I work at home most of the time and usually enjoy the Labragator’s close company near my desk (except on rainy days, when she heads upstairs for a snooze on my bed). She’s a great office mate: She doesn’t burn popcorn, play awful music, gossip on the phone while I’m trying to write, or swipe my pens (unlike my children, but that’s a different post for another day), and she’s great for curing the mid-day slump with a quick walk around the block or game of catch. As far as I’m concerned, having my dog in my office is a serious perk.
Researchers this week agreed with me, finding in a new study that having dogs in the office can reduce workplace stress levels and make one’s job feel more rewarding.
Virginia Commonwealth University (VCU) published its findings in the International Journal of Workplace Health Management, comparing employees who bring dogs to work, workers who have dogs but leave them at home, and employees who don’t have dogs at all. The study compared stress, job satisfaction, organizational commitment, and support, and found that dogs in the workplace made a big difference in all four areas.
Interestingly, the study found that employees who had their dogs with them all day had lower stress levels by the afternoon than they had in the morning, while those who didn’t have dogs or left their pets at home were more stressed as the day went on. They also found that interaction between non-dog owners and the office dogs, such as short walks together, lowered stress levels in that group.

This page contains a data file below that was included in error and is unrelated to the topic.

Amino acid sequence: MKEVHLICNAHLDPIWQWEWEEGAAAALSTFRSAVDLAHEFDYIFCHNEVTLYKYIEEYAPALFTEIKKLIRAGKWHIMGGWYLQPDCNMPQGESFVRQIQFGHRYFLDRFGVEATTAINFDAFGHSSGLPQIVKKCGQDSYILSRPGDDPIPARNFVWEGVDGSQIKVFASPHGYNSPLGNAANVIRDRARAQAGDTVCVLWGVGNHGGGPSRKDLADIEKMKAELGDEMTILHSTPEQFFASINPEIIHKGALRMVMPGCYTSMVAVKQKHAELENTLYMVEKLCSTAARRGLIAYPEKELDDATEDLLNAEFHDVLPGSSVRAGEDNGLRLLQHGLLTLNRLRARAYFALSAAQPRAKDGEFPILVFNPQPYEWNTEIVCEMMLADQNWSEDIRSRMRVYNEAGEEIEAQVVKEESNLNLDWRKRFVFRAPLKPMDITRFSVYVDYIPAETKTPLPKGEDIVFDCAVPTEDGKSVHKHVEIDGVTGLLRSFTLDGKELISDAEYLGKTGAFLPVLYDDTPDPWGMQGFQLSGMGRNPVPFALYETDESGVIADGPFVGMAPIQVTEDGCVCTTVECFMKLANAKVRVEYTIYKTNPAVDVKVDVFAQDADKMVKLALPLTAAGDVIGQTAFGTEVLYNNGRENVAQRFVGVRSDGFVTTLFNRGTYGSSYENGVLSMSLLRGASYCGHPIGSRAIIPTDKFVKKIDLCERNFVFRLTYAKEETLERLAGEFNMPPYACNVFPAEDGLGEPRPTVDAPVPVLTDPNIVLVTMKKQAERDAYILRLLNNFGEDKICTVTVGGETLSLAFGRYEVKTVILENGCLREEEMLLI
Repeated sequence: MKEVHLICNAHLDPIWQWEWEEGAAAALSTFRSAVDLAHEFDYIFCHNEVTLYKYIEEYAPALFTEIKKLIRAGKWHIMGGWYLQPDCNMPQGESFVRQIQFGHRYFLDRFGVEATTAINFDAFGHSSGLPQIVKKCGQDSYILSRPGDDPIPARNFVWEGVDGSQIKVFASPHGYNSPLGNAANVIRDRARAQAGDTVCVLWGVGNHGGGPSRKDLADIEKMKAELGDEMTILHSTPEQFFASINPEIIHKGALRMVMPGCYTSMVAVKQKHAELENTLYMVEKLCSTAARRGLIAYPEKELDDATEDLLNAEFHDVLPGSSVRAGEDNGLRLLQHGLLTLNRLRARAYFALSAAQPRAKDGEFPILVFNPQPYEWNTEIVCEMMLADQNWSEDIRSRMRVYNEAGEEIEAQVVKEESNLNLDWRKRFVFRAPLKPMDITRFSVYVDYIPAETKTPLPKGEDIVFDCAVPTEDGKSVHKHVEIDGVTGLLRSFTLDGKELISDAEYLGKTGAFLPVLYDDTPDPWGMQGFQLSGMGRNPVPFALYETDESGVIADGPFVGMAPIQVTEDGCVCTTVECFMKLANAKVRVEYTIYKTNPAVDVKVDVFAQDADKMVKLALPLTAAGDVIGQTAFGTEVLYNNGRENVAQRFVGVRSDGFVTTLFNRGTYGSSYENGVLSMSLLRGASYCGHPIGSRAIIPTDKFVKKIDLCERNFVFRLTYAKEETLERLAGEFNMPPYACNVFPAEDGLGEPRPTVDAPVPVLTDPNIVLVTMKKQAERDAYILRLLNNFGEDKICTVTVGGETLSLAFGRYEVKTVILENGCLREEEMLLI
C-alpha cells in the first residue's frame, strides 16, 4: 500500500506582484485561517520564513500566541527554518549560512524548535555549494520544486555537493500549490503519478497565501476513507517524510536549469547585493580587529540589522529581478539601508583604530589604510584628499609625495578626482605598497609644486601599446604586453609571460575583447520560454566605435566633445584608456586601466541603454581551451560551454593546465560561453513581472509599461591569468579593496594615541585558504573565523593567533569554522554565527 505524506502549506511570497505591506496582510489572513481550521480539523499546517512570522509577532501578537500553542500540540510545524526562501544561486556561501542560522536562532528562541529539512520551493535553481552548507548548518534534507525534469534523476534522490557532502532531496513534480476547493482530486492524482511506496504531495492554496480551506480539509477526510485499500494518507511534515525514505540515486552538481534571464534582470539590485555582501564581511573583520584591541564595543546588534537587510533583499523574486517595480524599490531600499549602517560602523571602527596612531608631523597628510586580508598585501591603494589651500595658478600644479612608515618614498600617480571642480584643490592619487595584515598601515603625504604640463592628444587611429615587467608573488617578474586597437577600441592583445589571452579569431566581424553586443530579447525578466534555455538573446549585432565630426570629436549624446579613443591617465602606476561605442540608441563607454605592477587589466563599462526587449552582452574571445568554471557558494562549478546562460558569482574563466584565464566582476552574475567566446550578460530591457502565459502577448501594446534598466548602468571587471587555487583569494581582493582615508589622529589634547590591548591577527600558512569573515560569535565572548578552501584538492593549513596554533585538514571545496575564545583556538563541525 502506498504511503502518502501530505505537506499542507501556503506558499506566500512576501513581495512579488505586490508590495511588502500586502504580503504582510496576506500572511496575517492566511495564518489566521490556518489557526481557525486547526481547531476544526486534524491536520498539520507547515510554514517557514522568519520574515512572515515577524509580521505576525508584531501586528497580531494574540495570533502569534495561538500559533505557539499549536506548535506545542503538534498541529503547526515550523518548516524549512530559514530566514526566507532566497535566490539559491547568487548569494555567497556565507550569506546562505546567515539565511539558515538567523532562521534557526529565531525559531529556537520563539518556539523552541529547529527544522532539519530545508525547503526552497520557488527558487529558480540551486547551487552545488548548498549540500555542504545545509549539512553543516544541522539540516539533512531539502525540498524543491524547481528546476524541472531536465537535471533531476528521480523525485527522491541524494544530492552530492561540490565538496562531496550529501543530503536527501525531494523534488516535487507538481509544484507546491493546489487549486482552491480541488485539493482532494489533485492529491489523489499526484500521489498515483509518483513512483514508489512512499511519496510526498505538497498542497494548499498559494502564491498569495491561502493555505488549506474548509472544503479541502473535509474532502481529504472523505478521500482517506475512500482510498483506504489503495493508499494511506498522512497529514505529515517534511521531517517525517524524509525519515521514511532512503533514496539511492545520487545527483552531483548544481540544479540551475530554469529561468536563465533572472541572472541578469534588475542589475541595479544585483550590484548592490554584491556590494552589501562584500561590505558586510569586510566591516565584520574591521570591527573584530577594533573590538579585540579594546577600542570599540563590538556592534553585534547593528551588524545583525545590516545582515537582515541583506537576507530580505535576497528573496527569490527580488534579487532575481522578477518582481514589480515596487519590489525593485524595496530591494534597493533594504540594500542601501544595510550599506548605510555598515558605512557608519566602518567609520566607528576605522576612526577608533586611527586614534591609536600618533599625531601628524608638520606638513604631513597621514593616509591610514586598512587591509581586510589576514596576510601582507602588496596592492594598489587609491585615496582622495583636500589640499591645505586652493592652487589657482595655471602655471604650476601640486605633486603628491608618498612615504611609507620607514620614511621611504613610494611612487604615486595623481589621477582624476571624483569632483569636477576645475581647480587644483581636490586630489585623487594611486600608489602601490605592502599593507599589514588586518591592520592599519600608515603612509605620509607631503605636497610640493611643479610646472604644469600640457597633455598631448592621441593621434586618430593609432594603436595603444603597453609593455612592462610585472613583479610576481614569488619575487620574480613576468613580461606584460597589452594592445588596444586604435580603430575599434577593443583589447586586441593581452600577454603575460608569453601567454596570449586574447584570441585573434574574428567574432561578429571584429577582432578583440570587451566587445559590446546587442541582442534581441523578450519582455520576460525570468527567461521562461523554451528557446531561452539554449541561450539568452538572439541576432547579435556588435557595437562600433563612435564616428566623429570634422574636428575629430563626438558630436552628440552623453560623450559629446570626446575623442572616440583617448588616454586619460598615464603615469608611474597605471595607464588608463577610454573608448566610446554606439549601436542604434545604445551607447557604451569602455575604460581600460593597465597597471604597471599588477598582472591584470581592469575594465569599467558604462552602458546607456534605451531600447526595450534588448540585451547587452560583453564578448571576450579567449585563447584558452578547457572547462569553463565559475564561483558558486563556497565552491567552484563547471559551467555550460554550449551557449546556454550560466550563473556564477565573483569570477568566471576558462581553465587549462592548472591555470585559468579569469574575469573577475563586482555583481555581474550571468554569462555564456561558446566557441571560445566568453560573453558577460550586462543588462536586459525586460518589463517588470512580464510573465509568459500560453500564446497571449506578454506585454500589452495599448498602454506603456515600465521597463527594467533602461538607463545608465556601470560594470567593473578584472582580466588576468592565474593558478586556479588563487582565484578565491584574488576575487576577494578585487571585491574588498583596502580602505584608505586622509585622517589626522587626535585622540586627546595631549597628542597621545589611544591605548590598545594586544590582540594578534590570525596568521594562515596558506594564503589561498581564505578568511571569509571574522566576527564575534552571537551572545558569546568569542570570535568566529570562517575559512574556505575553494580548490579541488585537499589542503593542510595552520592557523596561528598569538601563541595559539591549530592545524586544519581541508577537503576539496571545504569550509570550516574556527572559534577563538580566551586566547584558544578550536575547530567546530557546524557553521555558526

“Pet presence may serve as a low-cost wellness intervention readily available to many organizations, and may enhance organizational satisfaction and perceptions of support,” said principal investigator Randolph T. Barker, Ph.D., professor of management at the VCU School of Business. He cautioned that policies need to be put into place to keep everyone involved safe and happy before welcoming pets at work.